DC EventsFeb8 The Economics of Minimum Wage Regulations 1:00pm - 2:30pmLocation: TBDRising concern over income inequality has yielded an upswing in support for modifying minimum wage laws. As of October 2018, ten large U.S. cities and seven states had passed laws to increase the minimum wage, typically to between $12-$15/hr, and ballot measures in the 2018 midterm elections added Missouri and Arkansas to that list. But the actual effects of minimum wages on employment, technological change, and inequality remain contested. This seminar by Professor Jesús Fernández-Villaverde will examine what the research suggests about the economic effects of minimum wage regulations, while also discussing other possible policy levers for achieving the economic goals that minimum wages are meant to target.
December 7 US-Chinese relations may experience further strain with criminal charges brought against major Chinese entrepreneur
The Trump administration brings criminal suits against Huawei’s CFO, potentially further rocking US-Chinese relations; The Bureau of Land Management is expected to rollback on animal protections in order to boost oil and gas production; Despite an increase in oil and gas exports, the trade deficit increases; US job growth underperform compared to expert predictions; Consumer sentiment remains steady, thereby outperforming analyst estimates.
December 6 EPA to announce a roll back on Obama-era coal emissions standards
EPA to introduce a roll back on coal emissions standards; Lawmakers remain polarized as disputes over funding of Trump’s border wall ensue; Representatives introduce a bipartisan bill to help promote cybersecurity education; Private sector jobs remain strong in the month of November with more than 100,000 new jobs added; Jobless claims fall but remain near a five month high.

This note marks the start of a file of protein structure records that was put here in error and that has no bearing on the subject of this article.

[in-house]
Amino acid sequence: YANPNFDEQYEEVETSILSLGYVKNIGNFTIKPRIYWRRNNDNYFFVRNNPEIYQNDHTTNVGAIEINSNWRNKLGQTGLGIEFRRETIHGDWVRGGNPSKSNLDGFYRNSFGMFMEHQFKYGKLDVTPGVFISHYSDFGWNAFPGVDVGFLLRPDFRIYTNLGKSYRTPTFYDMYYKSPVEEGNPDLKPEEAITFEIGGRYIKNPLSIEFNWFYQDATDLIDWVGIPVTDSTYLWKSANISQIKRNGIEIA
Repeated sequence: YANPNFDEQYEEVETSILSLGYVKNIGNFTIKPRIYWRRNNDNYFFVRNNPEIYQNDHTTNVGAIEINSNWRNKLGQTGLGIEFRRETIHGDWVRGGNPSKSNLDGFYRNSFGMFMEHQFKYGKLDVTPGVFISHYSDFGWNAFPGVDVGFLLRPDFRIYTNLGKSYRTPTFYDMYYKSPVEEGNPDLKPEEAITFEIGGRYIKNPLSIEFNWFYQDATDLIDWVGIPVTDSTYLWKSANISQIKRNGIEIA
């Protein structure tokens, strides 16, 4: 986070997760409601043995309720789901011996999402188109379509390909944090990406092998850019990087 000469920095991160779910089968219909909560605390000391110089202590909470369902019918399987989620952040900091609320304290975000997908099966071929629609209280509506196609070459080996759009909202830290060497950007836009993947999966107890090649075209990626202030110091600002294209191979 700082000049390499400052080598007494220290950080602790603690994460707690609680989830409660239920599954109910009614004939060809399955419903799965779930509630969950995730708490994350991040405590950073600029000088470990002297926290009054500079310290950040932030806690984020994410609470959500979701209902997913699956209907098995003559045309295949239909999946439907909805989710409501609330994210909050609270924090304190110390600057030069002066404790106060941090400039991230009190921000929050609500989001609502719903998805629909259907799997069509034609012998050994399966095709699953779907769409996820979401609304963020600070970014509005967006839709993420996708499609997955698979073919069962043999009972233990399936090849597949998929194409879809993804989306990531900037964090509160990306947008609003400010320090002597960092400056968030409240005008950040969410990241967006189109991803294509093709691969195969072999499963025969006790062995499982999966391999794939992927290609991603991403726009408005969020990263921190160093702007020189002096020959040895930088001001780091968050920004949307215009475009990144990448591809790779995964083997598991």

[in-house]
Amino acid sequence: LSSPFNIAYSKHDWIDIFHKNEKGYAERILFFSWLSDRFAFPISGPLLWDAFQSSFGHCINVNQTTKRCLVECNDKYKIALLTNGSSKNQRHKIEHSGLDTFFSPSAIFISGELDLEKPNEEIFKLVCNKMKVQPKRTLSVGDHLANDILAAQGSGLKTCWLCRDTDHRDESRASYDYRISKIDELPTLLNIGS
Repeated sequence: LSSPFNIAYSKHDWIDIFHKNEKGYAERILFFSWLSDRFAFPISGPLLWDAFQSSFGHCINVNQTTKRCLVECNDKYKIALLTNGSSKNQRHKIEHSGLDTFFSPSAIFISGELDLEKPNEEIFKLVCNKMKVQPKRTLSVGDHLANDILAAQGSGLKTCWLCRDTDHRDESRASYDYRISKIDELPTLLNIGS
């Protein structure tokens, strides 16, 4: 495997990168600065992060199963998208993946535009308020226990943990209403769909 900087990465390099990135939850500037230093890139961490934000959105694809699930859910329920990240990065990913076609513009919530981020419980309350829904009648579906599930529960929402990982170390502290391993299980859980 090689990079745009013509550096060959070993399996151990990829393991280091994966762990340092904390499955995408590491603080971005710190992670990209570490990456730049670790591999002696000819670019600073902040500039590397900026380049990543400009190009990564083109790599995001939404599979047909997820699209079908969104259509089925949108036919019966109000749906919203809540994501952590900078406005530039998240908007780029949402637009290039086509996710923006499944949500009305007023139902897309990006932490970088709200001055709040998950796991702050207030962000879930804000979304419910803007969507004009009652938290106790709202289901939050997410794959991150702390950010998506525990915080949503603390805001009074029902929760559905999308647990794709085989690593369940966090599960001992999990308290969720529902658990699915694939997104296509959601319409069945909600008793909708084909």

December 5 Senators Grassley and Wyden introduce bipartisan drug pricing bill
Senators introduce a bipartisan drug pricing bill; In an effort to facilitate the construction of new coal plants, EPA plans to roll back environmental legislation; Postal service issues a statement saying that it is considering to raise prices to companies such as Amazon.
December 4 Sexual Assault and Its Aftermath: Evaluating State Victim Compensation Programs
Over the past year, the #MeToo movement has sparked an international conversation about the prevalence of sexual assault. It has become clear that sexual violence is an epidemic that no woman is immune to - from Hollywood celebrities and domestic workers to Olympic gymnasts and farmworkers. With the spotlight finally on this pervasive issue, it is important to examine the role of public policy in addressing sexual assault claims and providing reparations to victims.
Faculty AffiliateCary Coglianese
Cary Coglianese is the Edward B. Shils Professor of Law and Professor of Political Science at the University of Pennsylvania, where he currently serves as the director of the Penn Program on Regulation and has served as the law school’s Deputy Dean for Academic Affairs. He specializes in the study of regulation and regulatory processes, with an emphasis on the empirical evaluation of alternative regulatory strategies and the role of public participation, negotiation, and business-government relations in policy making.
A co-chair of the American Bar Association’s administrative law section committee on e-government and past co-chair of its committee on rulemaking, he has led a National Science Foundation initiative on e-rulemaking, served on the ABA’s task force on improvingRegulations.Gov, and chaired a task force on transparency and public participation in the regulatory process that offered a blueprint to the Obama Administration on open government. He has served as a consultant to the Administrative Conference of the United States, Environment Canada, the U.S. Department of Transportation, and the U.S. Environmental Protection Agency.